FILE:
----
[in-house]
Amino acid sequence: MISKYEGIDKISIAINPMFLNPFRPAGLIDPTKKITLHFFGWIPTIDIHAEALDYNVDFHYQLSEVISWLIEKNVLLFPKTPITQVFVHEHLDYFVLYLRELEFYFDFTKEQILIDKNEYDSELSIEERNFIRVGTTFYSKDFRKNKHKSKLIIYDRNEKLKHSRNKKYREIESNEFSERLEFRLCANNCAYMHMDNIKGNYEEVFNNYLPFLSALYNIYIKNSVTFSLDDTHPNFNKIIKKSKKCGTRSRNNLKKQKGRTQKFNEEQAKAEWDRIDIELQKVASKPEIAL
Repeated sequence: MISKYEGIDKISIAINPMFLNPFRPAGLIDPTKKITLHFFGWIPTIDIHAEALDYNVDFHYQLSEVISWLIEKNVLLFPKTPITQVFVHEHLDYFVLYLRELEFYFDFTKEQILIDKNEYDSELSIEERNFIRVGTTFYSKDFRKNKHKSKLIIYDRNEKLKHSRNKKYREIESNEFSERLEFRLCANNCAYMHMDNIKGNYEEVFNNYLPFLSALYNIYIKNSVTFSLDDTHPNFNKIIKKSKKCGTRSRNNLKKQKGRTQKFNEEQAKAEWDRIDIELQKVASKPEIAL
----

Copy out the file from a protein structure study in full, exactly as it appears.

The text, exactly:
[in-house]
Amino acid sequence: MISKYEGIDKISIAINPMFLNPFRPAGLIDPTKKITLHFFGWIPTIDIHAEALDYNVDFHYQLSEVISWLIEKNVLLFPKTPITQVFVHEHLDYFVLYLRELEFYFDFTKEQILIDKNEYDSELSIEERNFIRVGTTFYSKDFRKNKHKSKLIIYDRNEKLKHSRNKKYREIESNEFSERLEFRLCANNCAYMHMDNIKGNYEEVFNNYLPFLSALYNIYIKNSVTFSLDDTHPNFNKIIKKSKKCGTRSRNNLKKQKGRTQKFNEEQAKAEWDRIDIELQKVASKPEIAL
Repeated sequence: MISKYEGIDKISIAINPMFLNPFRPAGLIDPTKKITLHFFGWIPTIDIHAEALDYNVDFHYQLSEVISWLIEKNVLLFPKTPITQVFVHEHLDYFVLYLRELEFYFDFTKEQILIDKNEYDSELSIEERNFIRVGTTFYSKDFRKNKHKSKLIIYDRNEKLKHSRNKKYREIESNEFSERLEFRLCANNCAYMHMDNIKGNYEEVFNNYLPFLSALYNIYIKNSVTFSLDDTHPNFNKIIKKSKKCGTRSRNNLKKQKGRTQKFNEEQAKAEWDRIDIELQKVASKPEIAL